3D PRINTING IN ZERO-G
One of NASA’s most important missions to date reached its final destination early last week. After nearly one year of travel, the Maven spacecraft passed into the Mars orbit. The spacecraft was shortly followed by India’s Mars Orbiter to collaborate on the study of the Red Planet.
The Maven’s mission is to study the planet’s upper atmosphere in hopes to gain invaluable information about its molecular composition. NASA is confident that this information will shed light on questions that we’ve been wondering for a lifetime – can a human survive on Mars? Is it possible to cultivate life on the red planet? Questions like these will be answered in the coming days of the Maven expedition.
While the organization has managed to overcome cosmic restrictions, NASA is now searching for methods to stay in space longer and more efficiently. The potential for 3D printing is now a viable method to be explored. Through the use of 3D printing, supplies can be created and maintained from the inside of spacecrafts, making it possible for astronauts to survive unaided for extended time periods.
An experiment titled 3D Printing in Zero-G Technology Demonstration launched this month and will continue to be tested throughout the coming year. The 3D printer that will be used at the International Space Station (ISS) was created by Made In Space Inc., a commercial company acquired by NASA through a Small Business Innovative Research Phase III contract. If the experiment proves to be successful, this could lay the foundation for an in-space field of manufacturing. The company is even experimenting with the possibility of using moon dust as a printing material- an experiment that has been successfully carried out in the lab.
For now, the experiment is strictly to determine the capabilities of 3D printing in zero-gravity. However, NASA’s Jet Propulsion Lab (JPL) will also fund a phase I 3D printing six-month study. This research, conducted by Systems and Material Research Consultancy, will focus specifically on the printing of a diversity of shelf-stable ingredients and nutrients. Through this process, NASA will determine if 3D printing can maximize productivity while minimizing time and waste-matter.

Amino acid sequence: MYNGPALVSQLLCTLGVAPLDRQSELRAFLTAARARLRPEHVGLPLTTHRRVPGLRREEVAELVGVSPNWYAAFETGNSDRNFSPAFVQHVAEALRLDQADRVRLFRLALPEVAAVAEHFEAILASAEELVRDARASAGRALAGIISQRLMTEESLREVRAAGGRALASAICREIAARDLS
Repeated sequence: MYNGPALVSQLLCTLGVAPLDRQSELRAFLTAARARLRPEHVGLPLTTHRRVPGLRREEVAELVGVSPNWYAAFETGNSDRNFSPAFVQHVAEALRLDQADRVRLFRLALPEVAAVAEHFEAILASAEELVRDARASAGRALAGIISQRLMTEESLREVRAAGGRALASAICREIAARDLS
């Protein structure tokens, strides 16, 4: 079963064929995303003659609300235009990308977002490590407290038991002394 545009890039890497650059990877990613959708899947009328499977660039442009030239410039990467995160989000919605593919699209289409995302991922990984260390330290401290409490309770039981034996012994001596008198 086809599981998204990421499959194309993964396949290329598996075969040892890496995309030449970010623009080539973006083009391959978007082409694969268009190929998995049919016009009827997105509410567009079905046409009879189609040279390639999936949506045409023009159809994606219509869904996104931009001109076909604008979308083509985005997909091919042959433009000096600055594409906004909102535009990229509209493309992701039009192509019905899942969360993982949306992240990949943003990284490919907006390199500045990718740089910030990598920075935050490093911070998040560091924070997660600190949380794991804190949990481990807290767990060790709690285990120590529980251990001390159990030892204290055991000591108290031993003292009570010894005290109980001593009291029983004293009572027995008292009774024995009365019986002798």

In order for 3D printers to work safely and efficiently in zero gravity, manufacturers needed to customize and test the printers to ensure their functionality. One enormous obstacle is guaranteeing that the printer is 100 percent emission free. The process of 3D printing often includes the burning and reshaping of plastics, which often times releases toxic fumes that would normally be of no significance. However, due to the recycled nature of the oxygen in the shuttles, there’s no room for error when it comes to the air.
If all goes well on this newly launched mission, the stations may gain the ability to become nearly self-sufficient due in part to 3D printing. Printing materials would greatly reduce the number of replenishing space missions, thereby decreasing NASA’s spending drastically. These expenses could, in turn, be used to develop new space technologies.
When we look to the ever-growing capabilities of robotics and automation, we may just find a world of possibilities outside of our own. One thing’s for certain, the sky isn’t the limit for 3D printing.
By: Erica Allaby
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